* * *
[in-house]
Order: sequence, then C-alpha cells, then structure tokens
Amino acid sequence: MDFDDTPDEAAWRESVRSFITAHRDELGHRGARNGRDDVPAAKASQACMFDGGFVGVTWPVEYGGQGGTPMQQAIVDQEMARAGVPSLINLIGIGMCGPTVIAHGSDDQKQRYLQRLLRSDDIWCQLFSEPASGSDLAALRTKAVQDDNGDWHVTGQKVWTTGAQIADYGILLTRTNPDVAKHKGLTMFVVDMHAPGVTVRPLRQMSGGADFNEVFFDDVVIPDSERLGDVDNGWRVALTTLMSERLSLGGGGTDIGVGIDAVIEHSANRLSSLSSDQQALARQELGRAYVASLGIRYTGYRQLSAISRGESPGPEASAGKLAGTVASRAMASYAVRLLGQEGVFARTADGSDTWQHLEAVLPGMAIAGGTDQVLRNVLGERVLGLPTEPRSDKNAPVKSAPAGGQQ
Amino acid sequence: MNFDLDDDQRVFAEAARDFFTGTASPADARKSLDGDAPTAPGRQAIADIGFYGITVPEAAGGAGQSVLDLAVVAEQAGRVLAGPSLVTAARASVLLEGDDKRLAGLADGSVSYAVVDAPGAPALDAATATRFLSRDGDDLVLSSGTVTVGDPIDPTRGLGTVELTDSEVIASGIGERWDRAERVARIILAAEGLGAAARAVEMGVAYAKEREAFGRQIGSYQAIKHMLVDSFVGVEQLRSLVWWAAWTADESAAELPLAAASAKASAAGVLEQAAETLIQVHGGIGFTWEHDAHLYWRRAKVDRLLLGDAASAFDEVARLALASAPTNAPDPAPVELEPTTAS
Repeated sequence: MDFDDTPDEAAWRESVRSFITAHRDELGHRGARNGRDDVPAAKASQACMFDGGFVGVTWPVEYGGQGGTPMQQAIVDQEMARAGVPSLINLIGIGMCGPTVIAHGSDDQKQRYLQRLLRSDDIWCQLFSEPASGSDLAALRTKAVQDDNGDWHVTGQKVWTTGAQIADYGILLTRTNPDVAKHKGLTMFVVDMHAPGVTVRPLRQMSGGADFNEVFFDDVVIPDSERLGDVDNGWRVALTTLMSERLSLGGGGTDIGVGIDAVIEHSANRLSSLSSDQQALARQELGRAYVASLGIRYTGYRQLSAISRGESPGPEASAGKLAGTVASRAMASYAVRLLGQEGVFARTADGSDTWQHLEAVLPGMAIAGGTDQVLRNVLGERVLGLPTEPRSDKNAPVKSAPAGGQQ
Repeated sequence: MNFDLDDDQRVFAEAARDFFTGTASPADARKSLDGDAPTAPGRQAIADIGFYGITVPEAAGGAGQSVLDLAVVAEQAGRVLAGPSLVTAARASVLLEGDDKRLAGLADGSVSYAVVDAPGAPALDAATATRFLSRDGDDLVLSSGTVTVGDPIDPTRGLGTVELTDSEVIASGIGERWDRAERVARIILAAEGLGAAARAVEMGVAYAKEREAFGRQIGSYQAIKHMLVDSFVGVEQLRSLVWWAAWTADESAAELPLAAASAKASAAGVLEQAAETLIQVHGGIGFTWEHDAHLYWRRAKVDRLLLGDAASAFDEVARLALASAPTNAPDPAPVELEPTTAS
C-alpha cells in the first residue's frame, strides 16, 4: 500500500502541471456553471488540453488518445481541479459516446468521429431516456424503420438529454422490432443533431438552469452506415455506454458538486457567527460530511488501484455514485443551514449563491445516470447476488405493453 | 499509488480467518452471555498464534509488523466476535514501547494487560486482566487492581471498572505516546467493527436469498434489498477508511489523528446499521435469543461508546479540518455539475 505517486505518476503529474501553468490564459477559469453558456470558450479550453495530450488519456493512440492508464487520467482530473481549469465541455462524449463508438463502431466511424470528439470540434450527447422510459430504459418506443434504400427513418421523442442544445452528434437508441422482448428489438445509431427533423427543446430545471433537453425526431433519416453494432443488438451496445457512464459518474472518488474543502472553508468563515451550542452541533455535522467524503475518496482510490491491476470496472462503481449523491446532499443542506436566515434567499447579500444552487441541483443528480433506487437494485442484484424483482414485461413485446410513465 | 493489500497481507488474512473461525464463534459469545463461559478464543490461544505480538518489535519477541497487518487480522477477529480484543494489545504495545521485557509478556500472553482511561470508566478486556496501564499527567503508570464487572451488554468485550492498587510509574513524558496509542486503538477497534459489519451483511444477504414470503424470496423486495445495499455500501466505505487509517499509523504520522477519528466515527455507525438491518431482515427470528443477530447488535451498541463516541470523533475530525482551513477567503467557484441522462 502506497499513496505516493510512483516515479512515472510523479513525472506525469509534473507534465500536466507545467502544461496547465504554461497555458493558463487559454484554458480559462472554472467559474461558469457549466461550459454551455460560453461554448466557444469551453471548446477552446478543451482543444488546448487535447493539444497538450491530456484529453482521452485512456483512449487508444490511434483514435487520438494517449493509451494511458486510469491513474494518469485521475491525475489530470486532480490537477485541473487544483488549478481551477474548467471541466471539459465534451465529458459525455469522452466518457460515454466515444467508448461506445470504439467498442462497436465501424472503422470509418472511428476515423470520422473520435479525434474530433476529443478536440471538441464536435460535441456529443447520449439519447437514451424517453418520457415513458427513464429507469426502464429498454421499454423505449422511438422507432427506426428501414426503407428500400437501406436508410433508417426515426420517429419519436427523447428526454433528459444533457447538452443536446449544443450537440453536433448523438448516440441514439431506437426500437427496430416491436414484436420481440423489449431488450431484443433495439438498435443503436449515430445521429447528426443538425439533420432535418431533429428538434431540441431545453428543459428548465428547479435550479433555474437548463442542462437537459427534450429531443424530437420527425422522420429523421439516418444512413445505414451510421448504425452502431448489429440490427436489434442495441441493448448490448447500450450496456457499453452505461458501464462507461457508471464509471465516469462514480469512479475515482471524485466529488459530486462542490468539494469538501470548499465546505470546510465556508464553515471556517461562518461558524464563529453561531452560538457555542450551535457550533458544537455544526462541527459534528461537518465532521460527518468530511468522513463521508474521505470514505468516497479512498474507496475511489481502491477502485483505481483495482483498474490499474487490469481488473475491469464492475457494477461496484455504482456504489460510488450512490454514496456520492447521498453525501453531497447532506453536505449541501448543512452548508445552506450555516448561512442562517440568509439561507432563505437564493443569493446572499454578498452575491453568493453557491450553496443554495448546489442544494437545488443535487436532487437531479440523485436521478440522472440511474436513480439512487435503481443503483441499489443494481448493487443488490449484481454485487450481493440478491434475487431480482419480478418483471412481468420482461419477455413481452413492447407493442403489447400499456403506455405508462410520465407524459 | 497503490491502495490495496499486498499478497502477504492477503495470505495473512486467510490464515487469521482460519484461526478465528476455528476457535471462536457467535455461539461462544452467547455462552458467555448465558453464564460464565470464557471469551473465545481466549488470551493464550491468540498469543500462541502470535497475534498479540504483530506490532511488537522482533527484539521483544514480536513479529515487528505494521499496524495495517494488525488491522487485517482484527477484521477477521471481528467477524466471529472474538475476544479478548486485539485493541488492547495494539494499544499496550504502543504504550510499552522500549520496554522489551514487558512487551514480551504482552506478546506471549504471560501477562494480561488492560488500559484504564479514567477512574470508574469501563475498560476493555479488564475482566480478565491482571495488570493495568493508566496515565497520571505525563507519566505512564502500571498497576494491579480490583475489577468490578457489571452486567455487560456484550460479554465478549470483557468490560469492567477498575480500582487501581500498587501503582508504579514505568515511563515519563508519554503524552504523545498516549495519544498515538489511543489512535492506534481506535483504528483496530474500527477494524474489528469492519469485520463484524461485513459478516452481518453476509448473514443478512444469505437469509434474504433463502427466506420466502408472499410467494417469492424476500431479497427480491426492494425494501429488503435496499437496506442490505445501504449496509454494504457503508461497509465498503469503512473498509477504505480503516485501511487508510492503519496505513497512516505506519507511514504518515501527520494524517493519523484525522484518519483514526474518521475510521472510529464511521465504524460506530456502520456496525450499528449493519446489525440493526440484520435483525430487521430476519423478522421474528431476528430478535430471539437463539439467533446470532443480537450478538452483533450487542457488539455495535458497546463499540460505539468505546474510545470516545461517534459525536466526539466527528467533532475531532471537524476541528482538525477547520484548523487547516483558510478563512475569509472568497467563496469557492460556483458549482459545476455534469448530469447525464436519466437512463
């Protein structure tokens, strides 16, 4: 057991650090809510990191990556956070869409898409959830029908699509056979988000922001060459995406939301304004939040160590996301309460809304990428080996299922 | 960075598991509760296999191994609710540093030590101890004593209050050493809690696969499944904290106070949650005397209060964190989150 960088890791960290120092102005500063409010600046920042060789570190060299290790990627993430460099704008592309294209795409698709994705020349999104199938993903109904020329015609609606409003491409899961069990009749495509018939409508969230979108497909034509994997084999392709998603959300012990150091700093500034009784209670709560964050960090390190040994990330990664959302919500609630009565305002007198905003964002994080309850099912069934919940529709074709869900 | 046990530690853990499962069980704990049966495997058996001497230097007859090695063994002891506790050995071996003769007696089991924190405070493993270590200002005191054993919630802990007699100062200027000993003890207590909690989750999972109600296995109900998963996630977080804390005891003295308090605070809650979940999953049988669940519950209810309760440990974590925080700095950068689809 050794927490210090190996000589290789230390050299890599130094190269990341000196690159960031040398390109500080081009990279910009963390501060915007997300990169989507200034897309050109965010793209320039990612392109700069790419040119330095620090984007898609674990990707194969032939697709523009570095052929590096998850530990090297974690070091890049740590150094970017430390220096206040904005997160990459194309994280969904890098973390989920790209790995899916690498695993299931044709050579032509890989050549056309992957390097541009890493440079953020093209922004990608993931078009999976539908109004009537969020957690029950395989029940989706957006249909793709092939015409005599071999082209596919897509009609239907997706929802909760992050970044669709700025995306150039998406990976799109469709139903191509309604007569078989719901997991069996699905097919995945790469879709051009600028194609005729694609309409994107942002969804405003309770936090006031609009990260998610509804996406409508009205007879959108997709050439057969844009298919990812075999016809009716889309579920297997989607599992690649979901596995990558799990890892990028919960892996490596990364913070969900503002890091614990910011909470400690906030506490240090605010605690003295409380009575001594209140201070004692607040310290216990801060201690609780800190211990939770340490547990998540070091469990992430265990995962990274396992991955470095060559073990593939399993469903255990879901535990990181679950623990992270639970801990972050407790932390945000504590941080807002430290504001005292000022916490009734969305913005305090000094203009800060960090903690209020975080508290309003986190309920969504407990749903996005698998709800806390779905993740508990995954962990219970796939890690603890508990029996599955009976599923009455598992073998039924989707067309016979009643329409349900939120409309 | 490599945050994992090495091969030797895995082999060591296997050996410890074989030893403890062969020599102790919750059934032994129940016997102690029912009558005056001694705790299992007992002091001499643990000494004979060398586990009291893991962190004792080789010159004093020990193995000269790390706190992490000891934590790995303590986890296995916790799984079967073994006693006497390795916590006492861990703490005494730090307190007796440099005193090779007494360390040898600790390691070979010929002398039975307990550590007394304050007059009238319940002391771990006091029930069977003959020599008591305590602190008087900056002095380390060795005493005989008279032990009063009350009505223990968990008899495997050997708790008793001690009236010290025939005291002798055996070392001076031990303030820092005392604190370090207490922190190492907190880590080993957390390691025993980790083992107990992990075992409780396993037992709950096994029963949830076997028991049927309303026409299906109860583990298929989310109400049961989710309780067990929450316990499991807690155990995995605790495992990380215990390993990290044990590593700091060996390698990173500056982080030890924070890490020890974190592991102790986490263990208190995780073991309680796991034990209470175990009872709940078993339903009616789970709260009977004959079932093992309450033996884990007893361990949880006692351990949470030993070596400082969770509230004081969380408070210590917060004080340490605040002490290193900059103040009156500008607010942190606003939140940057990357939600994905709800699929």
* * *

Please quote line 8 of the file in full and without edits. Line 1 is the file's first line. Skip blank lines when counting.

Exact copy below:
């Protein structure tokens, strides 16, 4: 057991650090809510990191990556956070869409898409959830029908699509056979988000922001060459995406939301304004939040160590996301309460809304990428080996299922 | 960075598991509760296999191994609710540093030590101890004593209050050493809690696969499944904290106070949650005397209060964190989150 960088890791960290120092102005500063409010600046920042060789570190060299290790990627993430460099704008592309294209795409698709994705020349999104199938993903109904020329015609609606409003491409899961069990009749495509018939409508969230979108497909034509994997084999392709998603959300012990150091700093500034009784209670709560964050960090390190040994990330990664959302919500609630009565305002007198905003964002994080309850099912069934919940529709074709869900 | 046990530690853990499962069980704990049966495997058996001497230097007859090695063994002891506790050995071996003769007696089991924190405070493993270590200002005191054993919630802990007699100062200027000993003890207590909690989750999972109600296995109900998963996630977080804390005891003295308090605070809650979940999953049988669940519950209810309760440990974590925080700095950068689809 050794927490210090190996000589290789230390050299890599130094190269990341000196690159960031040398390109500080081009990279910009963390501060915007997300990169989507200034897309050109965010793209320039990612392109700069790419040119330095620090984007898609674990990707194969032939697709523009570095052929590096998850530990090297974690070091890049740590150094970017430390220096206040904005997160990459194309994280969904890098973390989920790209790995899916690498695993299931044709050579032509890989050549056309992957390097541009890493440079953020093209922004990608993931078009999976539908109004009537969020957690029950395989029940989706957006249909793709092939015409005599071999082209596919897509009609239907997706929802909760992050970044669709700025995306150039998406990976799109469709139903191509309604007569078989719901997991069996699905097919995945790469879709051009600028194609005729694609309409994107942002969804405003309770936090006031609009990260998610509804996406409508009205007879959108997709050439057969844009298919990812075999016809009716889309579920297997989607599992690649979901596995990558799990890892990028919960892996490596990364913070969900503002890091614990910011909470400690906030506490240090605010605690003295409380009575001594209140201070004692607040310290216990801060201690609780800190211990939770340490547990998540070091469990992430265990995962990274396992991955470095060559073990593939399993469903255990879901535990990181679950623990992270639970801990972050407790932390945000504590941080807002430290504001005292000022916490009734969305913005305090000094203009800060960090903690209020975080508290309003986190309920969504407990749903996005698998709800806390779905993740508990995954962990219970796939890690603890508990029996599955009976599923009455598992073998039924989707067309016979009643329409349900939120409309 | 490599945050994992090495091969030797895995082999060591296997050996410890074989030893403890062969020599102790919750059934032994129940016997102690029912009558005056001694705790299992007992002091001499643990000494004979060398586990009291893991962190004792080789010159004093020990193995000269790390706190992490000891934590790995303590986890296995916790799984079967073994006693006497390795916590006492861990703490005494730090307190007796440099005193090779007494360390040898600790390691070979010929002398039975307990550590007394304050007059009238319940002391771990006091029930069977003959020599008591305590602190008087900056002095380390060795005493005989008279032990009063009350009505223990968990008899495997050997708790008793001690009236010290025939005291002798055996070392001076031990303030820092005392604190370090207490922190190492907190880590080993957390390691025993980790083992107990992990075992409780396993037992709950096994029963949830076997028991049927309303026409299906109860583990298929989310109400049961989710309780067990929450316990499991807690155990995995605790495992990380215990390993990290044990590593700091060996390698990173500056982080030890924070890490020890974190592991102790986490263990208190995780073991309680796991034990209470175990009872709940078993339903009616789970709260009977004959079932093992309450033996884990007893361990949880006692351990949470030993070596400082969770509230004081969380408070210590917060004080340490605040002490290193900059103040009156500008607010942190606003939140940057990357939600994905709800699929």